samedan logo

 
 
spacer
home > ebr > autumn 2001 > putting function first in proteomics
PUBLICATIONS
European Biopharmaceutical Review

Putting Function First in Proteomics

The last few years have seen an enormous revival in protein science under the relatively new name of 'proteomics'. The term proteome was coined by Marc Wilkins in 1994, and is used to describe the entire protein complement of the genome. This can be further defined as the protein complement at any point in time - underlining the fact that proteins are complex, dynamic systems constantly changing in number and structure in response to physiological and environmental stimuli. Unlike traditional protein biochemistry, the science of proteomics generally refers to large-scale protein studies involving the high throughput screening and identification of novel proteins. A key aim of proteomics is to uncover the function of novel proteins - so providing possible new targets for drug intervention. Surface plasmon resonance (SPR) technology not only provides a means of isolating novel proteins, but also of uncovering their functional properties.


Read full article from PDF >>

Rate this article You must be a member of the site to make a vote.  
Average rating:
0
     

There are no comments in regards to this article.

spacer
By Stefan Löfås, Vice President and Chief Scientific Officer at Biacore AB

Stefan Löfås holds a PhD and BSc in Organic Chemistry. He has extensive technical and scientific experience in the development and commercialisation of bioanalytical instrumentation at Biacore AB, having worked for the company since 1985. He has been deeply involved in the development of Biacore's sensor chip chemistry and applications. Recently appointed Chief Scientific Officer, he has responsibility for technical development projects, external scientific collaborations and technical aspects on the IPR portfolio. Prior to this role, Dr Löfås was Director of Biacore's Biochemistry and Chemistry department within R&D.
spacer
Stefan Löfås
spacer
spacer
Print this page
Send to a friend
Privacy statement
News and Press Releases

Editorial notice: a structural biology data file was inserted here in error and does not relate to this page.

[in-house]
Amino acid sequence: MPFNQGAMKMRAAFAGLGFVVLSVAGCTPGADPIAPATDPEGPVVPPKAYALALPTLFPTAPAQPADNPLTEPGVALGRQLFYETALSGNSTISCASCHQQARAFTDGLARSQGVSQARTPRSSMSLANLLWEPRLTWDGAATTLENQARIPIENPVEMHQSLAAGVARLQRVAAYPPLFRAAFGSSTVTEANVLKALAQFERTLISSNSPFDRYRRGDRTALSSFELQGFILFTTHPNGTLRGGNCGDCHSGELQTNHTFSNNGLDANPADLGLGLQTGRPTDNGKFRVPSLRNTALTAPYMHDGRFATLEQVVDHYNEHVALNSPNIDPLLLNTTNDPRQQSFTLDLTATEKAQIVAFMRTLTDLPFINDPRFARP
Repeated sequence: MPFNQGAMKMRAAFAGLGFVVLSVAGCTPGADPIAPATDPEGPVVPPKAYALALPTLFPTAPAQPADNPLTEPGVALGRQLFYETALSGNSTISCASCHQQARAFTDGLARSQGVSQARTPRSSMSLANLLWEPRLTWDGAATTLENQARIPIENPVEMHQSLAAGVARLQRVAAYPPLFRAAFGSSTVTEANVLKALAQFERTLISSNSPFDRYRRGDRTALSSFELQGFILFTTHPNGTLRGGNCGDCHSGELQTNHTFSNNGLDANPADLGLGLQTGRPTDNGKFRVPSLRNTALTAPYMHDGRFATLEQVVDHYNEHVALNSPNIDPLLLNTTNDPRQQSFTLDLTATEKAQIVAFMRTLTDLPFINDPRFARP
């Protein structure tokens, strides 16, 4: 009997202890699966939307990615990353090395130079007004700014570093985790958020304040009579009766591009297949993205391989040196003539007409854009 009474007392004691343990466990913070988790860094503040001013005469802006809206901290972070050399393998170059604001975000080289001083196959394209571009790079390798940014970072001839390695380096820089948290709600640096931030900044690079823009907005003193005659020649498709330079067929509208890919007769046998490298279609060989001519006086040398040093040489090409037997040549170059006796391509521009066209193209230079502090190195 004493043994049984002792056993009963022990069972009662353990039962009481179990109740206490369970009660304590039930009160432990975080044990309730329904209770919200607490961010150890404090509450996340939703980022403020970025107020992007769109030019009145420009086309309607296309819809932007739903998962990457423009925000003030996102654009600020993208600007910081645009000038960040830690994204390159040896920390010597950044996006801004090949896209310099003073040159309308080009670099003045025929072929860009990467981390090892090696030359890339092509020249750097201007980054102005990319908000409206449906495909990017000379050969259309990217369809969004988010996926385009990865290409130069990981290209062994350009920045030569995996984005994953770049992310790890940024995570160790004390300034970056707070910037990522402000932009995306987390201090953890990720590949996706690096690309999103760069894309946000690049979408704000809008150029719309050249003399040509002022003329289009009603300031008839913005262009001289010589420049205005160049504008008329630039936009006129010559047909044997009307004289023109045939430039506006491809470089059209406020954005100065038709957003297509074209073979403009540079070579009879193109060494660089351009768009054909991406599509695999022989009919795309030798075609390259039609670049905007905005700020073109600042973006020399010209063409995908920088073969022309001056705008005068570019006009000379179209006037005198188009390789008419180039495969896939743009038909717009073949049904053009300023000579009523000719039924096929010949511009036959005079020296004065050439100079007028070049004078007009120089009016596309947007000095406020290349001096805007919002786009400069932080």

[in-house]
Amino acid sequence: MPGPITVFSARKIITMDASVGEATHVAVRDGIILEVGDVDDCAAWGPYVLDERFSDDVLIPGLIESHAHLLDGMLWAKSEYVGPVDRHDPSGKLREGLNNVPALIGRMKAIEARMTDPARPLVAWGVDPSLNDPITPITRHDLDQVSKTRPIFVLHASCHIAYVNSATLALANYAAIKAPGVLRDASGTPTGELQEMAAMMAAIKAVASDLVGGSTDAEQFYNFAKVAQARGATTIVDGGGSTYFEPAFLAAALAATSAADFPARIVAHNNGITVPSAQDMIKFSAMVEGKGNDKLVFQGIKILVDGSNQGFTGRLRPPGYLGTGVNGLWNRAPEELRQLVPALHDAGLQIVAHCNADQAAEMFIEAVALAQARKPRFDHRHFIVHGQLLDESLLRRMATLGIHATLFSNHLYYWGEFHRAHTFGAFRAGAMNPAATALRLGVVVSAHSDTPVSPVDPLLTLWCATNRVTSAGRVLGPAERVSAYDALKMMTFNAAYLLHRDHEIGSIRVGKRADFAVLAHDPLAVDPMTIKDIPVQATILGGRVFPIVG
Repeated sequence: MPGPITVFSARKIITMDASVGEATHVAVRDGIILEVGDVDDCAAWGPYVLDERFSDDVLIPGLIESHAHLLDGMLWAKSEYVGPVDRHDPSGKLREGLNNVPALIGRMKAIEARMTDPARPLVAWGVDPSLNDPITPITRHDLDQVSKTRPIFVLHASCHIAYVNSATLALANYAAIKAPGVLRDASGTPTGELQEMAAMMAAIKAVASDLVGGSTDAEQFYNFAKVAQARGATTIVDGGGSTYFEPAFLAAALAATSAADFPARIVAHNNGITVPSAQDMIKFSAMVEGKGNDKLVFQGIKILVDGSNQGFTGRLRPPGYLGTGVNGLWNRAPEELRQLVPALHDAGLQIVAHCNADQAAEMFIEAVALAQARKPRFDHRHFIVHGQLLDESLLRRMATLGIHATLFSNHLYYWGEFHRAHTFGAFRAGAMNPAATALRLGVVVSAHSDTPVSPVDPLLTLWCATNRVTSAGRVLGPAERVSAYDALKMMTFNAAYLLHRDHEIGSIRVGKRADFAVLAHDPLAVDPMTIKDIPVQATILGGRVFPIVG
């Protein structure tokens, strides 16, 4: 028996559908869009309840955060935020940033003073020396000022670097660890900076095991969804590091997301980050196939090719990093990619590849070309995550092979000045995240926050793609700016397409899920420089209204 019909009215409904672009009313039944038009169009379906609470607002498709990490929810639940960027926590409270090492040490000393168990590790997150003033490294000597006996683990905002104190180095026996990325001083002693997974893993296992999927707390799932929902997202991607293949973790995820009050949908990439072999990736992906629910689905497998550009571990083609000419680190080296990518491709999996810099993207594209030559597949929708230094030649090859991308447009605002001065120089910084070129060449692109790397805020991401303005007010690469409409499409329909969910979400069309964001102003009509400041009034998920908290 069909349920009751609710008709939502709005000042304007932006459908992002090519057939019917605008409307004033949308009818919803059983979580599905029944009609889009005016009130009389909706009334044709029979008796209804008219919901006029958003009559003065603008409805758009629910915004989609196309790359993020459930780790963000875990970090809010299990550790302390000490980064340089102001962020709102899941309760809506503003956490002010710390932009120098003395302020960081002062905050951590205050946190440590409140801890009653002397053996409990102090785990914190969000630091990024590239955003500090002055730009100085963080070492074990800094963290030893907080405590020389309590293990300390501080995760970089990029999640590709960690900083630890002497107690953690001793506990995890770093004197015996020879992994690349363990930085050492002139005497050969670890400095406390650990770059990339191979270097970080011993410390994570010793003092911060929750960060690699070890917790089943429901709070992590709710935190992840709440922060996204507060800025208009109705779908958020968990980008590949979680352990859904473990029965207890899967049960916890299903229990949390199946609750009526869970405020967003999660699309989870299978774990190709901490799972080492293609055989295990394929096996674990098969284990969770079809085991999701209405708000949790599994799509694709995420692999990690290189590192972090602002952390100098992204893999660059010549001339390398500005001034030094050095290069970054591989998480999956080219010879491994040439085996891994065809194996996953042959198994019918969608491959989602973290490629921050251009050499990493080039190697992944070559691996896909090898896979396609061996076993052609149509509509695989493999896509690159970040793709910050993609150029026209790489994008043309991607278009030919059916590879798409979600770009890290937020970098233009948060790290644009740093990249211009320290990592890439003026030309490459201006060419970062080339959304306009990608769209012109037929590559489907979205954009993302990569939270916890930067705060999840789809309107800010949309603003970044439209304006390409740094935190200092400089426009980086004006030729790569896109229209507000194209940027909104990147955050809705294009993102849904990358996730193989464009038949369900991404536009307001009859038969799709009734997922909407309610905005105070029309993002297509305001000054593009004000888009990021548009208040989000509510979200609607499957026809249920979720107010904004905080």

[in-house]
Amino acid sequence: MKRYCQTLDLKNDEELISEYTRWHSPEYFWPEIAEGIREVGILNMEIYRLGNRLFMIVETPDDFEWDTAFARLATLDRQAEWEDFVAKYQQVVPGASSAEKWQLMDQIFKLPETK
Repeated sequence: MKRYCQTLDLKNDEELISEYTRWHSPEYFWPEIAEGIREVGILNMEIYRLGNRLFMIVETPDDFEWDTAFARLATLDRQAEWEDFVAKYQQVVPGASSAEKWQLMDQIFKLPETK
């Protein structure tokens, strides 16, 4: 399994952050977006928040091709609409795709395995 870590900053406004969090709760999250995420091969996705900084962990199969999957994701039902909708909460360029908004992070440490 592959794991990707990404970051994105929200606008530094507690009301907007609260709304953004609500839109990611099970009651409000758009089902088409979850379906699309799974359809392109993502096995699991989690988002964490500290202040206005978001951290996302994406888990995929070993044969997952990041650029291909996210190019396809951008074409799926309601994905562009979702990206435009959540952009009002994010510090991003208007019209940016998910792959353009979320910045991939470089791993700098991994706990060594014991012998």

Synthego Launches Engineered Cell Libraries to Validate Targets with Speed and Accelerate Drug Discovery

Aug 02, REDWOOD CITY, Calif. – Synthego, the genome engineering company, today announced the launch of Engineered Cell Libraries, a novel offering that further enables access to CRISPR by providing arrayed CRISPR-edited cells for direct use in functional screening assays. The innovative solution leverages Synthego’s Eclipse™ Platform. This high-throughput cell engineering platform delivers cell-based models for disease research by providing highly predictable CRISPR-engineered cells at scale through the integration of engineering, bioinformatics, and proprietary science. Synthego’s Engineered Cell Libraries provide unparalleled speed, scalability, and efficiency to accelerate the drug discovery process by enabling a faster path between experimental design and execution.
More info >>

White Papers

Smaller, Smarter, Electronic, Connected: The Next Generation of Drug-Delivery Devices

Phillips-Medisize

An exciting trend in drug delivery is underway: the movement toward smaller, smarter, wirelessly connected electronic devices that allow patient-administered therapy. Inspired by the technological advancements driving the consumer electronics market, new methods for drug delivery show great promise for all stakeholders. Patients wishing to claim more autonomy over their drug regimens, caregivers and medical professionals wanting to more closely monitor drug compliance, health insurance organizations looking to keep costs down, and developers of pharmaceutical products interested in conducting better managed clinical trials can all benefit from these novel, next-generation technologies.
More info >>

 

 

 

©2000-2011 Samedan Ltd.
Add to favourites

Print this page

Send to a friend
Privacy statement